8.2. Operations shall be predicated on missions mandated by a legitimate authority in accordance with international law.
Signatories shall be responsible for establishing a corporate culture that promotes awareness of and adherence by all personnel to the principles of this code.
10. Support of International Organizations, Non-Governmental Organizations and Civil Society
10.1. Signatories recognize that the services relief organizations provide are necessary for ending conflicts and alleviation of associated human suffering.
10.2. Signatories shall, to the extent possible and subject to contractual and legal limitations, support the efforts of international organizations, humanitarian and non-governmental organizations and other entities working to minimize human suffering and support reconstructive and reconciliatory goals of peace and stability operations.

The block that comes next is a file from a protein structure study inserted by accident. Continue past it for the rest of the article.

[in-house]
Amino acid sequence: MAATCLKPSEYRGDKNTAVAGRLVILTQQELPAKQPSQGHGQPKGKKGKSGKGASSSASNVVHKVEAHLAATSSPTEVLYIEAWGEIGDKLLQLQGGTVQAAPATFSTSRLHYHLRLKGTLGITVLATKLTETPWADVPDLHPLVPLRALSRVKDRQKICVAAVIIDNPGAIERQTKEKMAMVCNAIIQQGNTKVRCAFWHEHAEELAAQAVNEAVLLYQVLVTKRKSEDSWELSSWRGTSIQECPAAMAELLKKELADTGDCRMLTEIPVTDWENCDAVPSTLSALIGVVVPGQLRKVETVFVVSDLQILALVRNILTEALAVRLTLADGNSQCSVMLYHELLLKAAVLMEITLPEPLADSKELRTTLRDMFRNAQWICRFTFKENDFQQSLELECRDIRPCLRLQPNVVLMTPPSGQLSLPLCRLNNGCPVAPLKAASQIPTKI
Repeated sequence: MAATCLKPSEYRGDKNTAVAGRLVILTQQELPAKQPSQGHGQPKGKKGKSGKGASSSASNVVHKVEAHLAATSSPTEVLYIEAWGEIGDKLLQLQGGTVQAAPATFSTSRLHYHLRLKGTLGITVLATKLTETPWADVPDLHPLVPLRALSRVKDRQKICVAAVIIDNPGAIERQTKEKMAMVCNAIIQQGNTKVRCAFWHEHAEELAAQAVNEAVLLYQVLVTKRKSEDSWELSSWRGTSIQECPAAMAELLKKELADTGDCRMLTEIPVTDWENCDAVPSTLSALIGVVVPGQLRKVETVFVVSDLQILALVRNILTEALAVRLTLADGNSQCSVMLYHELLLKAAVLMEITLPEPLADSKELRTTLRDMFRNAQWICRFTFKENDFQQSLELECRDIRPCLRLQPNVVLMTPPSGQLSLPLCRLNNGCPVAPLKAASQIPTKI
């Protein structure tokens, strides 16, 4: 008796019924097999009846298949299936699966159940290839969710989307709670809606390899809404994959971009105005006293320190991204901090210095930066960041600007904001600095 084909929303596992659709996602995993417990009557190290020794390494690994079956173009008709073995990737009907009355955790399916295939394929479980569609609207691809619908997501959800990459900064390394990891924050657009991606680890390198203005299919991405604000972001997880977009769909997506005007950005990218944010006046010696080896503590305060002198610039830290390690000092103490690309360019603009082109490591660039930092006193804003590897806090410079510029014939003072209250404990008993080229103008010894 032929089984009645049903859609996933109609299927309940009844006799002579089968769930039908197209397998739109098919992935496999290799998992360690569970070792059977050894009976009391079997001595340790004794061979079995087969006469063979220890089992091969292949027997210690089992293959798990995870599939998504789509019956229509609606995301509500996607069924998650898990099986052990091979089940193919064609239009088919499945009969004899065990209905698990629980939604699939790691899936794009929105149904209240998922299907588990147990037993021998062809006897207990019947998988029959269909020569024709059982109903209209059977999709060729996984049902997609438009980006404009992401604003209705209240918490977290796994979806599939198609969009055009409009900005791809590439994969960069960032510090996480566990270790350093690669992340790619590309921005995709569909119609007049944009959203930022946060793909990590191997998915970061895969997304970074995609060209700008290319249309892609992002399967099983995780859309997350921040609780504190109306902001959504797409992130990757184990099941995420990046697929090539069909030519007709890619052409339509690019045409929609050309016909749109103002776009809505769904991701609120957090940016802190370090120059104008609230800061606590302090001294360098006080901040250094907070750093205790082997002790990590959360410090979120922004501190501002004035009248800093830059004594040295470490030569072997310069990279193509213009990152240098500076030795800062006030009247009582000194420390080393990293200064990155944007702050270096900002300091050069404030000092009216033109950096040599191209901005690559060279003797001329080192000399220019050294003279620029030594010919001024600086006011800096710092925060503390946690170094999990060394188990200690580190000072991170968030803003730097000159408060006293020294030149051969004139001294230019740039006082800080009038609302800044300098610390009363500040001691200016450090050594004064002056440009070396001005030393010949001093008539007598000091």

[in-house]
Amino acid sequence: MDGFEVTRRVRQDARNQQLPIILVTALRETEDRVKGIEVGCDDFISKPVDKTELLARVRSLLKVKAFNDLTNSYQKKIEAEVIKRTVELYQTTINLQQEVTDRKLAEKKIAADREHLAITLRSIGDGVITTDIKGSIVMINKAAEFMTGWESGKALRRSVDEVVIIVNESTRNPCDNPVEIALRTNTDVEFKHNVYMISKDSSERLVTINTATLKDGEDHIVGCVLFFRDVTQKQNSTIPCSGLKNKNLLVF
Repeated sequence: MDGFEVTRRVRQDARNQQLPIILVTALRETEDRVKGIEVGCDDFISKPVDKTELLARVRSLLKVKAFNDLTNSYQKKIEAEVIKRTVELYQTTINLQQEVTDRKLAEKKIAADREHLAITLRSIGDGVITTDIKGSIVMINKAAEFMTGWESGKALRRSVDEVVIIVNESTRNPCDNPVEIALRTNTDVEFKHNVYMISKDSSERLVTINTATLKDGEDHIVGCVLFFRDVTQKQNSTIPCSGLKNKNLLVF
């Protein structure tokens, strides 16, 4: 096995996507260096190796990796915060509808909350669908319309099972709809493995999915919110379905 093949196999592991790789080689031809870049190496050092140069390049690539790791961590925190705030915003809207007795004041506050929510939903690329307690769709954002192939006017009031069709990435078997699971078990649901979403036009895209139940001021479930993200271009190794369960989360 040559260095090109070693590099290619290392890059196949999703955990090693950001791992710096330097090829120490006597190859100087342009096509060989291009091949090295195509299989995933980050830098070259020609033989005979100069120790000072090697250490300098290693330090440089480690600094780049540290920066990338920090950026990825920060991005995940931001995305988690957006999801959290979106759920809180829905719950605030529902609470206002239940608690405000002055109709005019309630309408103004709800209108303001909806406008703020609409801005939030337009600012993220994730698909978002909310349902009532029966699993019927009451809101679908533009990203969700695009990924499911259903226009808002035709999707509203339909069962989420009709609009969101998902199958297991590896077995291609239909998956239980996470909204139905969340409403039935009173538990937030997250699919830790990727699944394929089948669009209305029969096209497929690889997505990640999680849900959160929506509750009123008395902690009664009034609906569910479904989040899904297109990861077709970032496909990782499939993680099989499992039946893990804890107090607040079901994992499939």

11. Rules for the Use of Force
11.1. Signatories that could potentially become involved in armed hostilities shall have appropriate Rules for the Use of Force established with their clients before deployment, and shall work with their clients to make any necessary modifications should threat levels or the political situation merit change.
11.2. All Rules for the Use of Force shall be in compliance with international humanitarian and human rights laws and emphasize appropriate restraint and caution to minimize casualties and damage, while preserving a person's inherent right of self-defense.
12. Weapons Accountability
12.1. Signatories using weapons shall emphasize on accounting for and controlling all weapons and ammunition utilized during an operation and for ensuring their legal and proper accounting and disposal at the end of a contract.
12.2. Signatories shall refuse to utilize illegal weapons, toxic chemicals or weapons that could create long-term health problems or complicate post-conflict cleanup and will limit themselves to appropriate weapons common to military, security or law enforcement operations.